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Pulsed magnetic fields modulate neuronal primary metabolites in vitro

Hong, I., Maker, G.ORCID: 0000-0003-1666-9377, Mullaney, I., Garrett, A., Rodger, J. and Etherington, S.ORCID: 0000-0002-6589-8793 (2014) Pulsed magnetic fields modulate neuronal primary metabolites in vitro. In: Meeting of the Australasian Neuroscience Society, 28 - 31 January, Adelaide, SA, Australia.


Pulsed Magnetic Fields (PMFs) are currently being used to treat a range of neurological conditions such as depression. However, little is known about the cellular mechanisms behind their therapeutic effects.

To investigate the influence of PMFs on neuronal biochemical processes.

B50 rat neuroblastoma cells were seeded on to 6-well plates, grown to confluence and stimulated with PMFs (~10 mT) at 1 or 10 Hz for 10 minutes (controls were unstimulated). Cells were immediately quenched post-stimulation with ice-cold PBS and then freeze-dried. Cells were subsequently lysed, derivatised and analysed using untargeted gas chromatography-mass spectrometry (GC-MS).

Key Findings
Initial principal component analysis revealed 3 distinct groups (control, 1 and 10 Hz). Significant differences were found in 12 metabolites (PMF stimulated vs unstimulated controls, ANOVA, n= 4-6). PMF stimulated cells had significantly lower levels (p≤0.05) of GABA precursors (succinate, aspartate, proline and glutamate). These changes may be due to increased inhibitory neurotransmitter release during PMF stimulation. Two metabolites involved in calcium signaling (inositol and serine) were also significantly lower in PMF treated cells. In addition, PMF stimulation at 1Hz reduced metabolite levels to a greater extent than 10 Hz, an effect which reached significance for glycine (p≤0.05).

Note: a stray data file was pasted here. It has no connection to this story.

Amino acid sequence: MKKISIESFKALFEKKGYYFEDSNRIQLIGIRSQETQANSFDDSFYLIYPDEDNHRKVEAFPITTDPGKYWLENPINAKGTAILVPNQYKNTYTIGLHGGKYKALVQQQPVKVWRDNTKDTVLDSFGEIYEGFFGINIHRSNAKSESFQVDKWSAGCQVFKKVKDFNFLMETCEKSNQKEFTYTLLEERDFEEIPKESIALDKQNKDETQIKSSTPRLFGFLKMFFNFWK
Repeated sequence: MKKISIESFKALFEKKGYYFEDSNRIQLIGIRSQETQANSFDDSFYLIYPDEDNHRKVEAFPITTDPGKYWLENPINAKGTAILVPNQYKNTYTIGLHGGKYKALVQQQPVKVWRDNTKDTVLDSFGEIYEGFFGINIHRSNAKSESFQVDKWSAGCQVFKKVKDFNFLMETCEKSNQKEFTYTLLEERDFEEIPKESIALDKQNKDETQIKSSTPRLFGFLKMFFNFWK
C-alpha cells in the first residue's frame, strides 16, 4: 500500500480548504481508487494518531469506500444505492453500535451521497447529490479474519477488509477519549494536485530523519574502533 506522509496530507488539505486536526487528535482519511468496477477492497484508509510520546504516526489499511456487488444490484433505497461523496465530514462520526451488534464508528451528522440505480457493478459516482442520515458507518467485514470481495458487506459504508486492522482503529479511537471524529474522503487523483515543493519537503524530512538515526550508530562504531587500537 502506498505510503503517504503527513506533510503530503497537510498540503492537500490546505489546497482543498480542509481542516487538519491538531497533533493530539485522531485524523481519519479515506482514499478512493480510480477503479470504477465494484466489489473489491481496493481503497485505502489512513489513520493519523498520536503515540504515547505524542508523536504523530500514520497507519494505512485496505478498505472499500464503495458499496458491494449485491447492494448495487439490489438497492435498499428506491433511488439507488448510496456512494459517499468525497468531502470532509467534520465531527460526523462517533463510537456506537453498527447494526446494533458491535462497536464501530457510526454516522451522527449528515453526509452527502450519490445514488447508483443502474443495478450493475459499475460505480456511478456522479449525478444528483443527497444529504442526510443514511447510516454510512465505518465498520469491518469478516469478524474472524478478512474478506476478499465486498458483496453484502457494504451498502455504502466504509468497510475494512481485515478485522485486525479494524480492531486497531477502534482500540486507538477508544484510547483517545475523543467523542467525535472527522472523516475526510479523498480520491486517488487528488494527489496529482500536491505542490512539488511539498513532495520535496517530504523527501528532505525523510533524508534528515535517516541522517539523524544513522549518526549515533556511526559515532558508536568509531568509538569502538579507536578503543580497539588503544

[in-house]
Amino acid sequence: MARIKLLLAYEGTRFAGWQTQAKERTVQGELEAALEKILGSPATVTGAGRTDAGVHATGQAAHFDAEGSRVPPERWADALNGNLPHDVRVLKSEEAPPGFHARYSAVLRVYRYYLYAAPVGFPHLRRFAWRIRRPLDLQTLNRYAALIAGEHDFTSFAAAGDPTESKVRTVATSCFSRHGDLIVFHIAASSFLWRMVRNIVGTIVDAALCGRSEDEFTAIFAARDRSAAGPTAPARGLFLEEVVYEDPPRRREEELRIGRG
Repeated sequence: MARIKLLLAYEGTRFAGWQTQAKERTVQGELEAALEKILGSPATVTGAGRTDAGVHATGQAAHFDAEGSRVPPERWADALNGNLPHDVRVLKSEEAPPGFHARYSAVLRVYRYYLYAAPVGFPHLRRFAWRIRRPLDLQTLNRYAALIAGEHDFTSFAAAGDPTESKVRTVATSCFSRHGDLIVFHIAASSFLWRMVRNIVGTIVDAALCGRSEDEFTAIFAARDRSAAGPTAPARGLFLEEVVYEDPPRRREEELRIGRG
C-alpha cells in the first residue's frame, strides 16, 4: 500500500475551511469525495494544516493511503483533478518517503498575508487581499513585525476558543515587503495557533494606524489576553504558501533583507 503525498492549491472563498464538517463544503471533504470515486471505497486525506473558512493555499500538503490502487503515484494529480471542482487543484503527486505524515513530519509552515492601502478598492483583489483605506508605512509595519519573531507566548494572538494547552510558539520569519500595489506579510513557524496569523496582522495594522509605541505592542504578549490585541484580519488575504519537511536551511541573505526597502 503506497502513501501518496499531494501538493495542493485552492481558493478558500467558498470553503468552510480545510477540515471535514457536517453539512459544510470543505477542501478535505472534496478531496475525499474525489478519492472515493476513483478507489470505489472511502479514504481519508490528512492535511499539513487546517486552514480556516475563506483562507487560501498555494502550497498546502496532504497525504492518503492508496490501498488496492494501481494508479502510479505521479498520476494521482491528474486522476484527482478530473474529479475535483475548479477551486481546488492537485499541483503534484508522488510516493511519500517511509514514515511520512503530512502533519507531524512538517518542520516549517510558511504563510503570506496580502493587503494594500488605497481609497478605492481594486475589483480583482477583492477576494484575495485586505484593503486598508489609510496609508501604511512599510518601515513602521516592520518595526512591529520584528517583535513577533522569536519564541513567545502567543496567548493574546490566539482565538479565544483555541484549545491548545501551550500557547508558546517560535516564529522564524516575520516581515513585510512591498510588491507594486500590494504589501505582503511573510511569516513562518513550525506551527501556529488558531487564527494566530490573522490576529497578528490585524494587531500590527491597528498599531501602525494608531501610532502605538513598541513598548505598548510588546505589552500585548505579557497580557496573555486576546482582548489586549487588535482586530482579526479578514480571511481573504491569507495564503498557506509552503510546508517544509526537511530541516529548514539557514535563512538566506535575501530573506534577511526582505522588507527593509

PMFs at either 1 or 10 Hz significantly reduced intracellular metabolites involved with inhibitory neurotransmission and calcium signaling in neuronal cell cultures. The changes to neuronal metabolism were frequency dependent. Our data suggest that acute PMF stimulation induce biochemical changes that may modulate inhibitory neurotransmission and calcium signaling.

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